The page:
On education, following the implementation of the measures under the $3.6 billion new education resources, further studies on the eight key areas of education have also been commissioned step by step. Other key tasks such as increasing land supply, strengthening primary healthcare, and setting up the Commission on Children which require study, preparation and extensive public engagement are also progressing well, with concrete plans for action to be made public as soon as possible.
As many of the tasks mentioned above involve legislative amendments or manpower and funding requirements, their success hinges on the support and endorsement of this Council. Currently, the Council is scrutinising 17 bills. In the coming few months, together with the two taxation bills tabled for first reading yesterday, the Government will introduce a total of about 16 bills into the Council, including one on the inevitably controversial co-location arrangement at the West Kowloon Terminus and the other concerning the implementation of the National Anthem Law in Hong Kong. In addition, in the remainder of the current legislative session, the Government will table not less than 30 proposals for the Finance Committee and the Establishment Subcommittee respectively. We will also submit more than 80 funding applications to the Public Works Subcommittee, with total expenditure amounting to more than $130 billion, and 44 000 jobs expected to be created by the public works projects involved.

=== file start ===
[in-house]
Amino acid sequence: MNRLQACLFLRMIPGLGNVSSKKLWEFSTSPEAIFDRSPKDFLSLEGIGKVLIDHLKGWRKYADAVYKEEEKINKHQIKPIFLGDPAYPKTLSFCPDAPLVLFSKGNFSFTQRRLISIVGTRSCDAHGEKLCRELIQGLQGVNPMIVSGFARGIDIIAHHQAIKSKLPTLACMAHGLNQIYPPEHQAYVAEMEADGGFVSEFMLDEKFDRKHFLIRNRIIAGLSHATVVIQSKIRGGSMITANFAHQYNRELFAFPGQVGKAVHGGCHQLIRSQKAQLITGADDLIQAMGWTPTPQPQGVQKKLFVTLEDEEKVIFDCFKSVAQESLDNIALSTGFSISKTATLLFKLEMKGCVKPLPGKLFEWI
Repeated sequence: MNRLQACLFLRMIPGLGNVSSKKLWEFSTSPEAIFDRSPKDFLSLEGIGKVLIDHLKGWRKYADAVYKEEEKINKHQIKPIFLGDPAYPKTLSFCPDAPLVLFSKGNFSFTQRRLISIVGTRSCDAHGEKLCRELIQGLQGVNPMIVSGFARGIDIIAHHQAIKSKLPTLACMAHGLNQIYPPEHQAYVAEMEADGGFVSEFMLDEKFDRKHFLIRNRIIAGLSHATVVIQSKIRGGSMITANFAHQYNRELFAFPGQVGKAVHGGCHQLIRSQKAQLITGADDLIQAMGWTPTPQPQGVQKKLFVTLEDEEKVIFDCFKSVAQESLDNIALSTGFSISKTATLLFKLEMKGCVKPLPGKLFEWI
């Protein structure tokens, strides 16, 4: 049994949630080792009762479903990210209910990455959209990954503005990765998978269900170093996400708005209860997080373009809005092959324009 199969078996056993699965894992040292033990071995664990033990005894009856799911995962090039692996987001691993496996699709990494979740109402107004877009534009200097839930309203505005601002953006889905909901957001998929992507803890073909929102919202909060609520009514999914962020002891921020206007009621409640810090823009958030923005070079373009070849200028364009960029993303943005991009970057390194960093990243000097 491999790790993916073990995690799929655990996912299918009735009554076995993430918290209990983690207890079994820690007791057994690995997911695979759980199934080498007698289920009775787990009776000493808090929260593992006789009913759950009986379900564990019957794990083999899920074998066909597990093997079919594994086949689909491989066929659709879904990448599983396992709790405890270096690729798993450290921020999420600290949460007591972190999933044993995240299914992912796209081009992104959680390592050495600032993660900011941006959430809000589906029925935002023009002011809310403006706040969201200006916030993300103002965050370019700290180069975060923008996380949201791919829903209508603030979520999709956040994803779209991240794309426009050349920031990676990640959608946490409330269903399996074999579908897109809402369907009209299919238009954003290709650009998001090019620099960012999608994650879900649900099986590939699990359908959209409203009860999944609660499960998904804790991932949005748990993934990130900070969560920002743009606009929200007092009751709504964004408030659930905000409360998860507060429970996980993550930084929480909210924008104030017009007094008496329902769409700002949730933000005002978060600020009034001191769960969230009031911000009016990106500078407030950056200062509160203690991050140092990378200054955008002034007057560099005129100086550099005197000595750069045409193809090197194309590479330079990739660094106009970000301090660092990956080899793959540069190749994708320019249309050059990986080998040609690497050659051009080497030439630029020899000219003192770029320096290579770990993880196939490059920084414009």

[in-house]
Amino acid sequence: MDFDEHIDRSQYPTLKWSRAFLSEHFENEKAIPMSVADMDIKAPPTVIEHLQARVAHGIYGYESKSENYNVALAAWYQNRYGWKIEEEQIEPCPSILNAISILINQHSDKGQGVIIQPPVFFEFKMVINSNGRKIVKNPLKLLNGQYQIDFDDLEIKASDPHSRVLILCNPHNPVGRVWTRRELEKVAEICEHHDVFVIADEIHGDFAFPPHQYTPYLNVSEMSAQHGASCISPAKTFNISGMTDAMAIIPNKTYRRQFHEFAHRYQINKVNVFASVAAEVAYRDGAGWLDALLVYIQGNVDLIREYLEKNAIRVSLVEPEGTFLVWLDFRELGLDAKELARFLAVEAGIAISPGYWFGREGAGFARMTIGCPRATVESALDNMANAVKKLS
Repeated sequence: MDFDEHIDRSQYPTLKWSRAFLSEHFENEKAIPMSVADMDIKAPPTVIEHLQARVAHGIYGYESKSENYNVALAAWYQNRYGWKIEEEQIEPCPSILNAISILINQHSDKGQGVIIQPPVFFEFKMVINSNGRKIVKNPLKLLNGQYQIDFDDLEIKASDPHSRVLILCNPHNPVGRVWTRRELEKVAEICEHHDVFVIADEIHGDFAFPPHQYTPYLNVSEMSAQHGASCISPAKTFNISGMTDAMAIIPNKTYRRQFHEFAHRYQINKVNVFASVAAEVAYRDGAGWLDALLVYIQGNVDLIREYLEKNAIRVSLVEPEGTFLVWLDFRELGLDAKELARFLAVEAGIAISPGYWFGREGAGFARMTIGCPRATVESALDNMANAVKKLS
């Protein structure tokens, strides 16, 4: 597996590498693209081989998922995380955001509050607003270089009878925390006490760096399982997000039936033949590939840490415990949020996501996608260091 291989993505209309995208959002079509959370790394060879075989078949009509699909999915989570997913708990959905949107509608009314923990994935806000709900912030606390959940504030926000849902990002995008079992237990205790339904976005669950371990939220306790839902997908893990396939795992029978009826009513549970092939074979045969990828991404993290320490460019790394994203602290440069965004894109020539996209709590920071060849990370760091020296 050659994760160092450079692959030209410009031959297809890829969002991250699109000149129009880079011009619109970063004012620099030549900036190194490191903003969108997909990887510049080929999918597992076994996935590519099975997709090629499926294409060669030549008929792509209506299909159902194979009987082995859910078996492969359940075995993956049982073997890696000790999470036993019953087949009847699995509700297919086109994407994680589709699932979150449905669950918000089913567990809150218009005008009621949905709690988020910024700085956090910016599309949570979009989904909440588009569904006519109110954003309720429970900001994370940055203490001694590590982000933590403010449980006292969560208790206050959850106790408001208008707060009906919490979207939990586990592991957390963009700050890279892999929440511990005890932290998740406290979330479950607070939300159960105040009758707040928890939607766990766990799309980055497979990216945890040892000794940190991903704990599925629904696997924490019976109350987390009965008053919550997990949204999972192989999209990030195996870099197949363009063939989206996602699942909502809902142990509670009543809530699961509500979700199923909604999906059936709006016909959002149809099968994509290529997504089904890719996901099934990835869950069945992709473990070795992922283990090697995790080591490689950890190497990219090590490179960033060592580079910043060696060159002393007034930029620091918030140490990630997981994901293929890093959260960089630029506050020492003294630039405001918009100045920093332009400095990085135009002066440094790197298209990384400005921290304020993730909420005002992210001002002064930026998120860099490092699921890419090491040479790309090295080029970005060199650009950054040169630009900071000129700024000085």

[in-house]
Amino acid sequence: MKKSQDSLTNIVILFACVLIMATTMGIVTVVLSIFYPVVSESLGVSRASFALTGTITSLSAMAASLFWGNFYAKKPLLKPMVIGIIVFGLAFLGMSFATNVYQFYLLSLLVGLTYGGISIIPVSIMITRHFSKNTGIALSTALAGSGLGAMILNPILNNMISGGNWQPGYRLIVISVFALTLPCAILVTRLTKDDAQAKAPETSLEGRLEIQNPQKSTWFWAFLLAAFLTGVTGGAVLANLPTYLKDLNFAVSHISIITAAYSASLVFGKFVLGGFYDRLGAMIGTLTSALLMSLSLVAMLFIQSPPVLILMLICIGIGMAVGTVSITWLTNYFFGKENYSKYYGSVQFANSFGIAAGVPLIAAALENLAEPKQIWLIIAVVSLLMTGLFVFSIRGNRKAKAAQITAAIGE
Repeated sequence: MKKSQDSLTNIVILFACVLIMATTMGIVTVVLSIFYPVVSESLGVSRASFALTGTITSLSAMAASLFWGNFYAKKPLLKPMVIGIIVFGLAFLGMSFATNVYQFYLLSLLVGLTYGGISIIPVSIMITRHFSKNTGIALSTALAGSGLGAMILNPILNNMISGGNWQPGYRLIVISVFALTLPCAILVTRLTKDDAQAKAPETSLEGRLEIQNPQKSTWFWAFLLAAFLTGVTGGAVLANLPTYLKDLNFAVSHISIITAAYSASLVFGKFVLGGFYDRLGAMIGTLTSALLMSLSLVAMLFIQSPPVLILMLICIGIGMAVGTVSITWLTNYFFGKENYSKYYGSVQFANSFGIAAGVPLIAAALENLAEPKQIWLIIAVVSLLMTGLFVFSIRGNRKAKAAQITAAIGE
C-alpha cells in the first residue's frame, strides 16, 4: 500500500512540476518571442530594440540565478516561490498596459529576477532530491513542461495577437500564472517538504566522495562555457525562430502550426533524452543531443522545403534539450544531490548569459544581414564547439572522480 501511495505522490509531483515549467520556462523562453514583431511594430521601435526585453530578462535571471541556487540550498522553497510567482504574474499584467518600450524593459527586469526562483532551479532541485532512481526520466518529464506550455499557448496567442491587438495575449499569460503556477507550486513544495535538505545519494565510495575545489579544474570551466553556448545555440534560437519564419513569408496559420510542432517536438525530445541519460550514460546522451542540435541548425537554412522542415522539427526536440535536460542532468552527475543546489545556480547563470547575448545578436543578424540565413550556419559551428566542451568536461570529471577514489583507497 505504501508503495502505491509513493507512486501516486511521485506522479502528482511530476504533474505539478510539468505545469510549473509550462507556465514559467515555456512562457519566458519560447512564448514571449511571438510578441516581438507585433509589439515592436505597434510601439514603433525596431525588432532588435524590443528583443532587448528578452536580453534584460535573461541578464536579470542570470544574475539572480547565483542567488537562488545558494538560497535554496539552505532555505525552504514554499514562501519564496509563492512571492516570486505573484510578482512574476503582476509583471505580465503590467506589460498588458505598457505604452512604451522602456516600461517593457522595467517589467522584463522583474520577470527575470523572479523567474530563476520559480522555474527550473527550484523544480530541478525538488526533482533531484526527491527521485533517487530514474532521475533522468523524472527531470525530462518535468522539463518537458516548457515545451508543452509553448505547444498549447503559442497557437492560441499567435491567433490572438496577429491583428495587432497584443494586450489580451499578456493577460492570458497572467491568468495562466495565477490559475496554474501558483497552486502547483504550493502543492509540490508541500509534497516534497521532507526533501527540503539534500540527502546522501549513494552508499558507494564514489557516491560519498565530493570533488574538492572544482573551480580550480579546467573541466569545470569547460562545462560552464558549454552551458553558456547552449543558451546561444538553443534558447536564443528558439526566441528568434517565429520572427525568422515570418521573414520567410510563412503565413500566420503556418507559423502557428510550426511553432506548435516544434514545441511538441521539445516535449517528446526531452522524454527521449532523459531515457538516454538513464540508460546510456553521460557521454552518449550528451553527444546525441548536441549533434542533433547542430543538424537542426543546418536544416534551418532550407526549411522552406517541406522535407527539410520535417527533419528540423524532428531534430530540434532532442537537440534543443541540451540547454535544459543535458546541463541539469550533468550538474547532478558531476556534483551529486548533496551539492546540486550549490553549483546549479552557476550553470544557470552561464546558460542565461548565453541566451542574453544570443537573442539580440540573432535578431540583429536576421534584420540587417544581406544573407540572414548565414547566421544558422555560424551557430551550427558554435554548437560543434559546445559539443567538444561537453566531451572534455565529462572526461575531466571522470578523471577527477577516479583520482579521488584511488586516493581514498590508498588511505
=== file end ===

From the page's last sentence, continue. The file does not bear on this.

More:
For the well-being of our community, I sincerely appeal to Members to handle the tremendous amount of work mentioned above in an inclusive, pragmatic and vigilant manner. My colleagues and I will continue to listen to Members’ views seriously and work closely with you all.